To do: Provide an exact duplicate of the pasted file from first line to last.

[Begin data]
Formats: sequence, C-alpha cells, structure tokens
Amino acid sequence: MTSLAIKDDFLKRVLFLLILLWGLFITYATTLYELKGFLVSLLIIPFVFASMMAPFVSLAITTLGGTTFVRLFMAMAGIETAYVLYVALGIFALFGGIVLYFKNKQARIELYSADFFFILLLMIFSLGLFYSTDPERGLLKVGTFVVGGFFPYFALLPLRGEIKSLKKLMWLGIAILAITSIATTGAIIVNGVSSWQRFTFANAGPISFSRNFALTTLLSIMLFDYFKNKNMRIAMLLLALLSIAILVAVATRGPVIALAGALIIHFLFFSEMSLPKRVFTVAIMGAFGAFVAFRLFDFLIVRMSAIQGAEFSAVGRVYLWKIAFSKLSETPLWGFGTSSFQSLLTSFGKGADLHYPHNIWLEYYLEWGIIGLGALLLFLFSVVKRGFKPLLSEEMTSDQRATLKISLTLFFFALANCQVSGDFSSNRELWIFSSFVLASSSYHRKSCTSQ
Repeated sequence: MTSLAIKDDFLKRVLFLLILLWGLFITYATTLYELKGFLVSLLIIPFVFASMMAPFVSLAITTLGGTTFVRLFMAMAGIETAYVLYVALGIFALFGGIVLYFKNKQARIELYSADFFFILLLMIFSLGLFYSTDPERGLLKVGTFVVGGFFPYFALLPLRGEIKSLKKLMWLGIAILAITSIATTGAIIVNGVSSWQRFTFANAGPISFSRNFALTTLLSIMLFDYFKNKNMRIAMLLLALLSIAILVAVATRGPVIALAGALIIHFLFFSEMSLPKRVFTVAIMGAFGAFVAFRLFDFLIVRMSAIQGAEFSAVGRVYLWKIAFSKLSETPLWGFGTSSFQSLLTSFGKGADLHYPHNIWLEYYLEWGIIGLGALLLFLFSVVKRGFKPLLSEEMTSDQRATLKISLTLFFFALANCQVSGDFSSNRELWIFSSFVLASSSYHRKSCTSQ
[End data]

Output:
Formats: sequence, C-alpha cells, structure tokens
Amino acid sequence: MTSLAIKDDFLKRVLFLLILLWGLFITYATTLYELKGFLVSLLIIPFVFASMMAPFVSLAITTLGGTTFVRLFMAMAGIETAYVLYVALGIFALFGGIVLYFKNKQARIELYSADFFFILLLMIFSLGLFYSTDPERGLLKVGTFVVGGFFPYFALLPLRGEIKSLKKLMWLGIAILAITSIATTGAIIVNGVSSWQRFTFANAGPISFSRNFALTTLLSIMLFDYFKNKNMRIAMLLLALLSIAILVAVATRGPVIALAGALIIHFLFFSEMSLPKRVFTVAIMGAFGAFVAFRLFDFLIVRMSAIQGAEFSAVGRVYLWKIAFSKLSETPLWGFGTSSFQSLLTSFGKGADLHYPHNIWLEYYLEWGIIGLGALLLFLFSVVKRGFKPLLSEEMTSDQRATLKISLTLFFFALANCQVSGDFSSNRELWIFSSFVLASSSYHRKSCTSQ
Repeated sequence: MTSLAIKDDFLKRVLFLLILLWGLFITYATTLYELKGFLVSLLIIPFVFASMMAPFVSLAITTLGGTTFVRLFMAMAGIETAYVLYVALGIFALFGGIVLYFKNKQARIELYSADFFFILLLMIFSLGLFYSTDPERGLLKVGTFVVGGFFPYFALLPLRGEIKSLKKLMWLGIAILAITSIATTGAIIVNGVSSWQRFTFANAGPISFSRNFALTTLLSIMLFDYFKNKNMRIAMLLLALLSIAILVAVATRGPVIALAGALIIHFLFFSEMSLPKRVFTVAIMGAFGAFVAFRLFDFLIVRMSAIQGAEFSAVGRVYLWKIAFSKLSETPLWGFGTSSFQSLLTSFGKGADLHYPHNIWLEYYLEWGIIGLGALLLFLFSVVKRGFKPLLSEEMTSDQRATLKISLTLFFFALANCQVSGDFSSNRELWIFSSFVLASSSYHRKSCTSQ